On Wednesday May 12th, President Joe Biden signed an executive order outlining plans to strengthen the U.S. cybersecurity defenses, including improving supply chain security and implementing specific technologies like zero-trust networks and multifactor authentication (MFA). This order comes after a devastating ransomware attack on the Colonial Pipeline, which revealed vulnerabilities across all business and government cybersecurity.
The new executive order reflects lessons learned and actions needed to improve both the federal governments defenses but also that of private sector entities’. The most recent ransomware attack on Colonial Pipeline, one of the US’ largest pipelines, is linked to Russian-based cybercriminals DarkSide group. DarkSide is a ransomware-as-a-service platform that vetted cybercriminals can use to infect companies with ransomware and carry out negotiations and payments with victims. This attack, paired with the SolarWinds supply chain attacks revealed, that insufficient cybersecurity defenses are leaving public and private sector entities vulnerable to attacks.
“Incremental improvements will not give us the security we need; instead, the Federal Government needs to make bold changes and significant investments in order to defend the vital institutions that underpin the American way of life,” Biden said in the executive order.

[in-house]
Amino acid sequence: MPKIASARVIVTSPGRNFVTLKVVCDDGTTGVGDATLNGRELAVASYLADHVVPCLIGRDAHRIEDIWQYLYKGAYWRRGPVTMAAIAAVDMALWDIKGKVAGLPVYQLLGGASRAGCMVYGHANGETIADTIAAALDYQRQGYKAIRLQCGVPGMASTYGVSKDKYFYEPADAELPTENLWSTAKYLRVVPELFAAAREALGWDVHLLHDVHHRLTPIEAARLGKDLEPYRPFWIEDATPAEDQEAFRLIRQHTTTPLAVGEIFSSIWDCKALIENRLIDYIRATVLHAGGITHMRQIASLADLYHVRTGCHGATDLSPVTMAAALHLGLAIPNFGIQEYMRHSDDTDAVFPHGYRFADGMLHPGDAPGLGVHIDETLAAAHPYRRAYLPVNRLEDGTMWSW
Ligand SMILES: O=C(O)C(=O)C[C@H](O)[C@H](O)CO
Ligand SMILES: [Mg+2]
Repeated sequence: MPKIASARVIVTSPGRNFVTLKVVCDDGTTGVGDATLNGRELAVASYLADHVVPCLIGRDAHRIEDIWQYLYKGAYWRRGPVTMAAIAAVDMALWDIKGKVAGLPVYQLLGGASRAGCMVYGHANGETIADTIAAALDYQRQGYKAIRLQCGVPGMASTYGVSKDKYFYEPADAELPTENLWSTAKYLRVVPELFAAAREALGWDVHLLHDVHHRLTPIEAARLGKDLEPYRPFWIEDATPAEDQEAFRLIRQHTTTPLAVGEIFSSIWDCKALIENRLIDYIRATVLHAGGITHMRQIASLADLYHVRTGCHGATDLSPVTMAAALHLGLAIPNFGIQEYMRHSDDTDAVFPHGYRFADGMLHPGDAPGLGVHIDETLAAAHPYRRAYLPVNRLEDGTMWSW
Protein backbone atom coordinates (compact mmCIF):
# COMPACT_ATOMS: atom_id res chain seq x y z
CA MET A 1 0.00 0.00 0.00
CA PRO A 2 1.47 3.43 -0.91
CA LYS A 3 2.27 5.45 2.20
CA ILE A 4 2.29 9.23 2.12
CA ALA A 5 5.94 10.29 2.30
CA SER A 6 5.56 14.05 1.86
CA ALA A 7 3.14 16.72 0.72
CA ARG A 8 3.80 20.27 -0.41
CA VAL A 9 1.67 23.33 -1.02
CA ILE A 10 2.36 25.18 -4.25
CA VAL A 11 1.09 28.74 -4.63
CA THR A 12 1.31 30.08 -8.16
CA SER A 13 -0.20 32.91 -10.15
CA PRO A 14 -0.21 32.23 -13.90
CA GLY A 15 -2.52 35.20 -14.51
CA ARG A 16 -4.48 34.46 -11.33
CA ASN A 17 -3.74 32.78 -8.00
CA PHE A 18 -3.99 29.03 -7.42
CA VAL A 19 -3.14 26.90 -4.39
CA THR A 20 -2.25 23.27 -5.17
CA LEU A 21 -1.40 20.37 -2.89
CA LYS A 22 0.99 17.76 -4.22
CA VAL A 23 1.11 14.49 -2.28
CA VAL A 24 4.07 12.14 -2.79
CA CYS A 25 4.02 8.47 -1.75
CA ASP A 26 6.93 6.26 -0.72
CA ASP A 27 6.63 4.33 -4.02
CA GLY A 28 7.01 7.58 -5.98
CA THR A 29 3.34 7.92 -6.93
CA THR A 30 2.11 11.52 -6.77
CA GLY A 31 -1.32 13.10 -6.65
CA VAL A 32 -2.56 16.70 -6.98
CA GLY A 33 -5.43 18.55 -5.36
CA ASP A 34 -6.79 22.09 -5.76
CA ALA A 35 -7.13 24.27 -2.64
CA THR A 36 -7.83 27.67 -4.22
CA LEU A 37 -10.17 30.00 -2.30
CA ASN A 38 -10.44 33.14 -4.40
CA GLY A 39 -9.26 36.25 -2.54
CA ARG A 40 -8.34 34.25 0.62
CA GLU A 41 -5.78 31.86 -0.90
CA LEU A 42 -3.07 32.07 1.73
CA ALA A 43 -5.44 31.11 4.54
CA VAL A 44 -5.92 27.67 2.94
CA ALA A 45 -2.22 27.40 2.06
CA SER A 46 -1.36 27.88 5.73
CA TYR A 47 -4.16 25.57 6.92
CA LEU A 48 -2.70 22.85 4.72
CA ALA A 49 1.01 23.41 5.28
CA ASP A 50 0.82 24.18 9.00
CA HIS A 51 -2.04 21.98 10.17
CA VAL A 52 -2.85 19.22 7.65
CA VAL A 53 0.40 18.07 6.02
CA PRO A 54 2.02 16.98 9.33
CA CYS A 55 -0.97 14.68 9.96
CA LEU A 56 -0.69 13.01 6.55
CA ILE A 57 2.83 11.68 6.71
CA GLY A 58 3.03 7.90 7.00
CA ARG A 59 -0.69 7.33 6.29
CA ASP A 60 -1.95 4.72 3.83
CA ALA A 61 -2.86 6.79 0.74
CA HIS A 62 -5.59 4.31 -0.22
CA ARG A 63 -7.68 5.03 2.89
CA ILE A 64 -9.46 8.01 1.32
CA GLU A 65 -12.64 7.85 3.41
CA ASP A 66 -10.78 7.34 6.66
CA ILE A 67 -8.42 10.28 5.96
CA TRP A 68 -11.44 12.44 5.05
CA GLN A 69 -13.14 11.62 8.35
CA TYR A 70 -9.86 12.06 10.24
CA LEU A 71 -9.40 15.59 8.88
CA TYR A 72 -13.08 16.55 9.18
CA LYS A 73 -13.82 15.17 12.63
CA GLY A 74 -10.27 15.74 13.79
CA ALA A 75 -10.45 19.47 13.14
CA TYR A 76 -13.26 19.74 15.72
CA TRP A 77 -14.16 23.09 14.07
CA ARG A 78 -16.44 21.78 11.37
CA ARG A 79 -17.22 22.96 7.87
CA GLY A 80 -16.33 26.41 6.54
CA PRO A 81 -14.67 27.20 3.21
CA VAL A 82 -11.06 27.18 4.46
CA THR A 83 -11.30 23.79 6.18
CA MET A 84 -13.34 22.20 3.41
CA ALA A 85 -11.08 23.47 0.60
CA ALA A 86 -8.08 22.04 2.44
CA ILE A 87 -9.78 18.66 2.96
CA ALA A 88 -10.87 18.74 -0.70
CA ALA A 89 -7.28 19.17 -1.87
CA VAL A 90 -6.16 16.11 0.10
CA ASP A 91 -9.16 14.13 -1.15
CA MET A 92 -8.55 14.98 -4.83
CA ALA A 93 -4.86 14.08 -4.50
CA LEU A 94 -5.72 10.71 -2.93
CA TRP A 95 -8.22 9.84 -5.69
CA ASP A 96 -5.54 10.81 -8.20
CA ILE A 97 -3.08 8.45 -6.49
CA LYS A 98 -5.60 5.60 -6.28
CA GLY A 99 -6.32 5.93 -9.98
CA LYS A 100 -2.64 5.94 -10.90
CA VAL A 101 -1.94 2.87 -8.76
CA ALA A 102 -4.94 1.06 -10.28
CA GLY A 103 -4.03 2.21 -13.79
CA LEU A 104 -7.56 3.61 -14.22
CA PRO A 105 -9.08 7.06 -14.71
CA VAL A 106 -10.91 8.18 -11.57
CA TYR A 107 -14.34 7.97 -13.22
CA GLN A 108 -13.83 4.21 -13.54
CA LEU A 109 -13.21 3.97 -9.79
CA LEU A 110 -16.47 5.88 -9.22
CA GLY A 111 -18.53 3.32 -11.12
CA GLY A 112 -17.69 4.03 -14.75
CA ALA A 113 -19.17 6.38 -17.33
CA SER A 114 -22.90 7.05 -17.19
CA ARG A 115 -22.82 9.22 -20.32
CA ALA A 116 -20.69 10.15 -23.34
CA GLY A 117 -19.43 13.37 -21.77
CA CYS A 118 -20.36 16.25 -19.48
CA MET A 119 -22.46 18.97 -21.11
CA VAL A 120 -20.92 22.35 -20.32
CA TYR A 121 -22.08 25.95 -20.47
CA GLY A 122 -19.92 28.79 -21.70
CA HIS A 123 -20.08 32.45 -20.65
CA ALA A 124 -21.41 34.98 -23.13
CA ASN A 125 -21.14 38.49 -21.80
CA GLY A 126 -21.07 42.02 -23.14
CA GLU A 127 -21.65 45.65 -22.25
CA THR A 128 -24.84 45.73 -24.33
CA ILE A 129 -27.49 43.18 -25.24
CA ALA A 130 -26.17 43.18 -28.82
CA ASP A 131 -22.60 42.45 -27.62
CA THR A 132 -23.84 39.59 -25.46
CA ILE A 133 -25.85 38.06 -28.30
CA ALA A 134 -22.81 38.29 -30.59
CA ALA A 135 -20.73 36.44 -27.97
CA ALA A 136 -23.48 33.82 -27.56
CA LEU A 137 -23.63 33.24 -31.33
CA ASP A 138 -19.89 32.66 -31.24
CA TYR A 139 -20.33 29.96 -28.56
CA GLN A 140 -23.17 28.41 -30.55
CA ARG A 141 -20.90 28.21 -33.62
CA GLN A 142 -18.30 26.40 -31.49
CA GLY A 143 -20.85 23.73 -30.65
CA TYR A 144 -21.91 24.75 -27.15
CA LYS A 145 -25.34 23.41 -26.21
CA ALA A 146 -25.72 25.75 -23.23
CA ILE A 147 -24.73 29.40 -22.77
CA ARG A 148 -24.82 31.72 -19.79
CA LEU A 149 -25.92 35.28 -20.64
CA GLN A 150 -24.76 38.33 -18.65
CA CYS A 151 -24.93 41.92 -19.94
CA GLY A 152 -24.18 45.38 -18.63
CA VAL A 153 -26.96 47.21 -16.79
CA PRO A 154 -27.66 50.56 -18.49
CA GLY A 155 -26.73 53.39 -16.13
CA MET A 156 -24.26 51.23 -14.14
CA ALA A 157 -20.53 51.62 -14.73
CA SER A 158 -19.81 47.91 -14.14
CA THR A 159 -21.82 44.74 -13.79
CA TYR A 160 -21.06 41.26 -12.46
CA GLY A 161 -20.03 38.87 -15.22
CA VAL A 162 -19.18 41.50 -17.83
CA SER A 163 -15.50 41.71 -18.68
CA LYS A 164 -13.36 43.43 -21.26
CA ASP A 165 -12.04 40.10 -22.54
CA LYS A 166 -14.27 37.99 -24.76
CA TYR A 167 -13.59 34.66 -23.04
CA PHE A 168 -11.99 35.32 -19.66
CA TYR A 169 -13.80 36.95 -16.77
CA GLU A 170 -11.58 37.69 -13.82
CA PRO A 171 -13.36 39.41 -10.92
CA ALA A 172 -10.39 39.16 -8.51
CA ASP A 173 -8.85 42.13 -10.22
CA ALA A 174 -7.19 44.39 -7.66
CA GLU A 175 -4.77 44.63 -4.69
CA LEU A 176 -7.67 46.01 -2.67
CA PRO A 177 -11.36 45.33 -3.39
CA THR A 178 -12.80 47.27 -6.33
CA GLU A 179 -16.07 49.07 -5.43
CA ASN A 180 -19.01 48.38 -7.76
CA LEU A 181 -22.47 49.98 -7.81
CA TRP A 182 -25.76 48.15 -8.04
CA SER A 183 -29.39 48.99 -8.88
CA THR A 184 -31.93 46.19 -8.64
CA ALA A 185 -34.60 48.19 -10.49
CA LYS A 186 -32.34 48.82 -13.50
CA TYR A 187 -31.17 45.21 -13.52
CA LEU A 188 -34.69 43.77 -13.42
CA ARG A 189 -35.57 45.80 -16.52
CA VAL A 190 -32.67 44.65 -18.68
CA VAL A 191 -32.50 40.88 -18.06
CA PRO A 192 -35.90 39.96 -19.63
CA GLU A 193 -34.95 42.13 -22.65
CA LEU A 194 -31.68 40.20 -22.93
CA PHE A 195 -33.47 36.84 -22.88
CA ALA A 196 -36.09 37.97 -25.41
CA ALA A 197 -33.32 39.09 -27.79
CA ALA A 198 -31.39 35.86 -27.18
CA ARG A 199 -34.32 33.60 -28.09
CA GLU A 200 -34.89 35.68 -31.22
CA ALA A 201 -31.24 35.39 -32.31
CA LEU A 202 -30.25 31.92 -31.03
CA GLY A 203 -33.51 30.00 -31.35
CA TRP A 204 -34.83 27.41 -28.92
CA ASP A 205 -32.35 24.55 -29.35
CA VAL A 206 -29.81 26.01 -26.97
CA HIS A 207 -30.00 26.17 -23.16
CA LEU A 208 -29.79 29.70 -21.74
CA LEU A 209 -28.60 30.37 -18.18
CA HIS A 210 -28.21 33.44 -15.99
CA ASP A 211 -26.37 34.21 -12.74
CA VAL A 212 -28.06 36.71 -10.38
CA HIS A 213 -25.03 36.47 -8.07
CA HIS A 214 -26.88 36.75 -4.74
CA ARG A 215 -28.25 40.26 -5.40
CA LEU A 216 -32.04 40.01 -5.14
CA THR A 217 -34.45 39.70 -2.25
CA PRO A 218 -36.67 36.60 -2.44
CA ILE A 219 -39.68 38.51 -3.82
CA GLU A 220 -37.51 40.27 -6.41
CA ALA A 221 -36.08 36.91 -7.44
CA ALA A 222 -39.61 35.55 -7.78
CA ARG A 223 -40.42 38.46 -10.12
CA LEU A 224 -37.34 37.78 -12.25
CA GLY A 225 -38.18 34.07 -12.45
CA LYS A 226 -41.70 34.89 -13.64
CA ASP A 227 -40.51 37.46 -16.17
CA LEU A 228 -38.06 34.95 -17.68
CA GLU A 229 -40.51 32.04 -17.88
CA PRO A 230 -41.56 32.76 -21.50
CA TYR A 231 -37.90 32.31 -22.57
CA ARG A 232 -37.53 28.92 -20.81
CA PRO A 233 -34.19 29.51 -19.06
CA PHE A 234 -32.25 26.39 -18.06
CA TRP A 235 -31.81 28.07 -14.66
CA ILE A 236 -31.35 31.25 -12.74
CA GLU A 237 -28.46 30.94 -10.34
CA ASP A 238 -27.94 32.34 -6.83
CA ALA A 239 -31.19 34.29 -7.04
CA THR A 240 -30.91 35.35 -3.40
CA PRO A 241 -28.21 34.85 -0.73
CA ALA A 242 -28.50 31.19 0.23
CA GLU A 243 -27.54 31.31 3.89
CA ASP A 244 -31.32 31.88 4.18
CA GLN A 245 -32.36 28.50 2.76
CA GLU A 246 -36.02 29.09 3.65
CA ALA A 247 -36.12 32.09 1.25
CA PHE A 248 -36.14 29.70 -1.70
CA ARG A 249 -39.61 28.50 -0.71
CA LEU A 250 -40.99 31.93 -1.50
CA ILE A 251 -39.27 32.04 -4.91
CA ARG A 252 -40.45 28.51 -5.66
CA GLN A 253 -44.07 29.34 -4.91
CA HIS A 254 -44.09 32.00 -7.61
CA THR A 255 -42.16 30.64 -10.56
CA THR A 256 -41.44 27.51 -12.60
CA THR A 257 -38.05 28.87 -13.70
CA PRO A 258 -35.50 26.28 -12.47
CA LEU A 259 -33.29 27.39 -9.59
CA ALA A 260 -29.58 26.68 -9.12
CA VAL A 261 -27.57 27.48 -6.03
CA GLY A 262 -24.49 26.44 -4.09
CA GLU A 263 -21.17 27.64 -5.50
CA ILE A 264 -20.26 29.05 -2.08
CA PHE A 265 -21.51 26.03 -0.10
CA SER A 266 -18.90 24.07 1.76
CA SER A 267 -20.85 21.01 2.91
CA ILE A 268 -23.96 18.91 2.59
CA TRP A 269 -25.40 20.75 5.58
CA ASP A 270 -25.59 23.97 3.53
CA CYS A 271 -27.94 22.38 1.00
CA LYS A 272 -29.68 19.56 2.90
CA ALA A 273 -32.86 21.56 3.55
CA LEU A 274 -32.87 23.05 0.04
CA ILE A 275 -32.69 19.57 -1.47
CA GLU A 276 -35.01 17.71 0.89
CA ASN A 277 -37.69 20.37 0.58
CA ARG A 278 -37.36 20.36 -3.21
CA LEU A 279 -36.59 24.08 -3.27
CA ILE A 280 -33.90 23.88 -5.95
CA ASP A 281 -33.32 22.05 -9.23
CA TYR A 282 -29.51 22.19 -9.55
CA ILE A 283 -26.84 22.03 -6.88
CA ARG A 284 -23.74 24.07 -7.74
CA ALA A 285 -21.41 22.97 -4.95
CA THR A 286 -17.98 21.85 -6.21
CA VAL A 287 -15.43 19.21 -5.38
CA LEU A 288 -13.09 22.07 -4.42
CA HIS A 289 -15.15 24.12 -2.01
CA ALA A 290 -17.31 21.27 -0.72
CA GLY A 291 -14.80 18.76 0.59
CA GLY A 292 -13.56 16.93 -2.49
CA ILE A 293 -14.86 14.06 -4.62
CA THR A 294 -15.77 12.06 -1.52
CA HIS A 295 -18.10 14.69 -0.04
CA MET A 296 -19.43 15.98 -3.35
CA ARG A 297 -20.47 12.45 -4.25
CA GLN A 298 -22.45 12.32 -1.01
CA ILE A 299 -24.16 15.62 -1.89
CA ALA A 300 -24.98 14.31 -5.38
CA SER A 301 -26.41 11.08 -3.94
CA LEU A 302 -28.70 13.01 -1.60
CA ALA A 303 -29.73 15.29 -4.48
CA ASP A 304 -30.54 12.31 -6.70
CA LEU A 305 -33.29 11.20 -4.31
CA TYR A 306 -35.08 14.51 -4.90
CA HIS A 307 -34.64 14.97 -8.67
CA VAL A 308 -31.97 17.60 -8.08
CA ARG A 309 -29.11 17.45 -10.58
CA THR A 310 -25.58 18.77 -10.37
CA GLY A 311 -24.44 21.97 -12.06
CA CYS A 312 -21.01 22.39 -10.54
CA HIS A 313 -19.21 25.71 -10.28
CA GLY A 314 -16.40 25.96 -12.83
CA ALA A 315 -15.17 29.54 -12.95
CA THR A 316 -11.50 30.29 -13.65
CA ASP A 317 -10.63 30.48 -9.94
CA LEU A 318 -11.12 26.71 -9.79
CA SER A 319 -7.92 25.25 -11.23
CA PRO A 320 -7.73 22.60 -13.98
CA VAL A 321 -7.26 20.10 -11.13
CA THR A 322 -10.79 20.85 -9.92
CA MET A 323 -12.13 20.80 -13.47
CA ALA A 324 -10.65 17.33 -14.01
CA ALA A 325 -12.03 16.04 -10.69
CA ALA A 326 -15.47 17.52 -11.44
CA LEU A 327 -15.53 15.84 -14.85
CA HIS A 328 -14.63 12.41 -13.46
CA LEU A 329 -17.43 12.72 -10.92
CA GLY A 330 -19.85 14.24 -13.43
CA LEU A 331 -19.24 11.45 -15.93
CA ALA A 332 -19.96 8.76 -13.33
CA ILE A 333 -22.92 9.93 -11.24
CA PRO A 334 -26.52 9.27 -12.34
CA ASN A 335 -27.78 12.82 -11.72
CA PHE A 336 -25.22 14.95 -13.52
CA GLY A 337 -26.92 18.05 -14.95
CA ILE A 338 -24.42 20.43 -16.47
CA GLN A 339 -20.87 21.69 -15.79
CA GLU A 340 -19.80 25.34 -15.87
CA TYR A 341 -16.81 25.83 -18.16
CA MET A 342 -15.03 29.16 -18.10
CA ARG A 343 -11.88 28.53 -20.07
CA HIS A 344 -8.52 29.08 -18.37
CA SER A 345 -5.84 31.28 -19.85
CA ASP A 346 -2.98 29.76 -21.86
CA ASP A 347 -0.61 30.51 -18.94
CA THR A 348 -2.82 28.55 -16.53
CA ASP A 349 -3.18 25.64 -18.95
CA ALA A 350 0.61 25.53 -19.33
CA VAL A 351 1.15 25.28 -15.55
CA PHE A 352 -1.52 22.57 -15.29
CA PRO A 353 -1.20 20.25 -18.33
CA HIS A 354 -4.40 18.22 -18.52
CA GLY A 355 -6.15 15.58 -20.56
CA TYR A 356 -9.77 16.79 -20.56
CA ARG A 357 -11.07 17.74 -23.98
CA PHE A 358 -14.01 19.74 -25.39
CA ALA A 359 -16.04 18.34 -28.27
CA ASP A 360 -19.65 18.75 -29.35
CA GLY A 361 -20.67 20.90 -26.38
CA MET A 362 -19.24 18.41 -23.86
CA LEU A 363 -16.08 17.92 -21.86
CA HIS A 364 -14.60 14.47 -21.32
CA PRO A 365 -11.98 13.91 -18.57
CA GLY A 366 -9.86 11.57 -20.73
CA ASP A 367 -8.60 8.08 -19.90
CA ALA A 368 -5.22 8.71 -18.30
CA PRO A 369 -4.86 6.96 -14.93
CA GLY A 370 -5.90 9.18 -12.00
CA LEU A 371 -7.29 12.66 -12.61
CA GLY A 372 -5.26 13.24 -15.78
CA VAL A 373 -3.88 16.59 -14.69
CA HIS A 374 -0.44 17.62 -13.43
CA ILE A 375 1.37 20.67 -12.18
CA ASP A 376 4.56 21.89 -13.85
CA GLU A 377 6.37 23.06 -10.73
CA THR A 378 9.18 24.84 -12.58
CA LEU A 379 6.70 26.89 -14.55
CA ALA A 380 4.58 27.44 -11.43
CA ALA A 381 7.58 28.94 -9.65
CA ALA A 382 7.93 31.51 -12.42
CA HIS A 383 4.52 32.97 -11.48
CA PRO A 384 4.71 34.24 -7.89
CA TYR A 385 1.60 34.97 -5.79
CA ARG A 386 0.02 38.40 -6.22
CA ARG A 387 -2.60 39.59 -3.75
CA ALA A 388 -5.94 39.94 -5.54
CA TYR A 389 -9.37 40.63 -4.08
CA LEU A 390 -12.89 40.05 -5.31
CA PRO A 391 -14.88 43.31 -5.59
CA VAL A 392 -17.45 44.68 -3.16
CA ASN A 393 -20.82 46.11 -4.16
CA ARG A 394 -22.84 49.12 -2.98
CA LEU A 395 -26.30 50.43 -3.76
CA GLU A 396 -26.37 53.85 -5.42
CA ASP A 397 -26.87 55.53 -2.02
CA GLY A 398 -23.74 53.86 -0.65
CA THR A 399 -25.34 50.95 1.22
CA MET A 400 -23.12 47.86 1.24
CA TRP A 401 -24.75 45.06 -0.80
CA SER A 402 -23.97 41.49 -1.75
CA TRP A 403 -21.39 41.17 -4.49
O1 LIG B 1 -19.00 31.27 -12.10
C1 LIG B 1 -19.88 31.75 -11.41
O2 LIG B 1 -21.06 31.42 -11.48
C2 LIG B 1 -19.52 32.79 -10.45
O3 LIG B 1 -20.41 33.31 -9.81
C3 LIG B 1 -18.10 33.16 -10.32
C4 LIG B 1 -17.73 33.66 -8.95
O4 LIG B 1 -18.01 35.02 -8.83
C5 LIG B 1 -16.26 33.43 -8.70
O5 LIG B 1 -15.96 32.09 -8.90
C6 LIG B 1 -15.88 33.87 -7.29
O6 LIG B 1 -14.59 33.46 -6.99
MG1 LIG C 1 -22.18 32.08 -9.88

The White House’s new executive order encourages the federal government toward migrating to more secure cloud systems and establishes a “Cybersecurity Safety Review Board” with members from both the public and private sectors. The executive order is set to strengthen the country’s overall cyber posture.
The executive order, among other things, includes steps to help:
- Modernize Federal Government Cybersecurity alongside DFARS and CMMC.
- Standardize the Federal Government’s Playbook for Responding to Cybersecurity Vulnerabilities and incidents.
- Improve Detection and Response of Cybersecurity Vulnerabilities and Incidents on Federal Government Networks.
- Remove barriers to the sharing of threat information.
The executive order mandates specific technologies like zero-trust networks and endpoint detection and response (EDR) within 60 days. The order also mandates deployment of MFA and encryption for data at rest and in transit within 180 days, as well as accelerating movement to secure cloud services.
The new broad executive order is a good first step, but it will not stop the constant barrage of cyber security attacks that the US government will continue to face. Brandon Wales, acting director of the Cybersecurity and Infrastructure Agency (CISA) put it best when he said, “It won’t be easy, smooth or cheap, but the cost of not doing so is simply too high.” Learn more about our award-winning cybersecurity services and how we help organizations implement best practices and cybersecurity frameworks.